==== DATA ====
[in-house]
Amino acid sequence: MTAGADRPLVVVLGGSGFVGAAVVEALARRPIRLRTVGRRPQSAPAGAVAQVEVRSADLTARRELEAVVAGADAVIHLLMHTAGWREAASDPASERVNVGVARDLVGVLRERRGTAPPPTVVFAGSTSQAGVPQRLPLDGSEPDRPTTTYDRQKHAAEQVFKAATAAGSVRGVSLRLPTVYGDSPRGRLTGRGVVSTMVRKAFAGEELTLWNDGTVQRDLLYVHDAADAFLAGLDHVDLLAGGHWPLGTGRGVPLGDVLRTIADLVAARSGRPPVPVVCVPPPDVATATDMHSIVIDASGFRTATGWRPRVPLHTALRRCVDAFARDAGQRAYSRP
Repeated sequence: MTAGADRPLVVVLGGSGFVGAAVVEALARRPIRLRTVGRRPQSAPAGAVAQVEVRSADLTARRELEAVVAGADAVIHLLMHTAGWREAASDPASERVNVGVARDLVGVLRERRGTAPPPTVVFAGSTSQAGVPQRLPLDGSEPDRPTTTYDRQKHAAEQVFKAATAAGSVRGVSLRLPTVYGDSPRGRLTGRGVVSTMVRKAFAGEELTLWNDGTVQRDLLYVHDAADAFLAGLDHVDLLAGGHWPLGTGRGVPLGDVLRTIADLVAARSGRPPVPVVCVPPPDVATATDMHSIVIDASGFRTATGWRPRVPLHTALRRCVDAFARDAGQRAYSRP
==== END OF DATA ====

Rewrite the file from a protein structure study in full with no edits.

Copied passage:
[in-house]
Amino acid sequence: MTAGADRPLVVVLGGSGFVGAAVVEALARRPIRLRTVGRRPQSAPAGAVAQVEVRSADLTARRELEAVVAGADAVIHLLMHTAGWREAASDPASERVNVGVARDLVGVLRERRGTAPPPTVVFAGSTSQAGVPQRLPLDGSEPDRPTTTYDRQKHAAEQVFKAATAAGSVRGVSLRLPTVYGDSPRGRLTGRGVVSTMVRKAFAGEELTLWNDGTVQRDLLYVHDAADAFLAGLDHVDLLAGGHWPLGTGRGVPLGDVLRTIADLVAARSGRPPVPVVCVPPPDVATATDMHSIVIDASGFRTATGWRPRVPLHTALRRCVDAFARDAGQRAYSRP
Repeated sequence: MTAGADRPLVVVLGGSGFVGAAVVEALARRPIRLRTVGRRPQSAPAGAVAQVEVRSADLTARRELEAVVAGADAVIHLLMHTAGWREAASDPASERVNVGVARDLVGVLRERRGTAPPPTVVFAGSTSQAGVPQRLPLDGSEPDRPTTTYDRQKHAAEQVFKAATAAGSVRGVSLRLPTVYGDSPRGRLTGRGVVSTMVRKAFAGEELTLWNDGTVQRDLLYVHDAADAFLAGLDHVDLLAGGHWPLGTGRGVPLGDVLRTIADLVAARSGRPPVPVVCVPPPDVATATDMHSIVIDASGFRTATGWRPRVPLHTALRRCVDAFARDAGQRAYSRP